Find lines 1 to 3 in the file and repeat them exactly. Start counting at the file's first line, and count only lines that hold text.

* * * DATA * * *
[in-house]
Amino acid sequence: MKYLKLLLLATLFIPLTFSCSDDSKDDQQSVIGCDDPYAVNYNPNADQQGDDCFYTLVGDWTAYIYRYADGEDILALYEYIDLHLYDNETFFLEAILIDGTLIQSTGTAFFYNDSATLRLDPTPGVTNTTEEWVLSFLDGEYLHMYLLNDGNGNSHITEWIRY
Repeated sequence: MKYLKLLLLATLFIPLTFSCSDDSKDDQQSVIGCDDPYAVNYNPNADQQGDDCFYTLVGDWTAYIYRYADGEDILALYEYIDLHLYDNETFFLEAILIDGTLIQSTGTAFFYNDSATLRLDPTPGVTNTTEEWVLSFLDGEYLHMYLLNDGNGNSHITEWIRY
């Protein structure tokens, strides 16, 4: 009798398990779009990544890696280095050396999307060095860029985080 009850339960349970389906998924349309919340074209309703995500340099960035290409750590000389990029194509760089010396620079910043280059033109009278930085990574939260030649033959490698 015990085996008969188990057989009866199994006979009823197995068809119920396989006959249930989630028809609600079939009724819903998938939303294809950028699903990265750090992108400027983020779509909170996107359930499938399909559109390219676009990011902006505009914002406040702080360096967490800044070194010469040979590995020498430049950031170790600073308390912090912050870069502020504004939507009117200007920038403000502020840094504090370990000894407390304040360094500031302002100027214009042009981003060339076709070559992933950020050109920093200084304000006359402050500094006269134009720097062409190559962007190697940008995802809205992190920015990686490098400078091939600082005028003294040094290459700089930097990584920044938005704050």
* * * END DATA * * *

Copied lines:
[in-house]
Amino acid sequence: MKYLKLLLLATLFIPLTFSCSDDSKDDQQSVIGCDDPYAVNYNPNADQQGDDCFYTLVGDWTAYIYRYADGEDILALYEYIDLHLYDNETFFLEAILIDGTLIQSTGTAFFYNDSATLRLDPTPGVTNTTEEWVLSFLDGEYLHMYLLNDGNGNSHITEWIRY
Repeated sequence: MKYLKLLLLATLFIPLTFSCSDDSKDDQQSVIGCDDPYAVNYNPNADQQGDDCFYTLVGDWTAYIYRYADGEDILALYEYIDLHLYDNETFFLEAILIDGTLIQSTGTAFFYNDSATLRLDPTPGVTNTTEEWVLSFLDGEYLHMYLLNDGNGNSHITEWIRY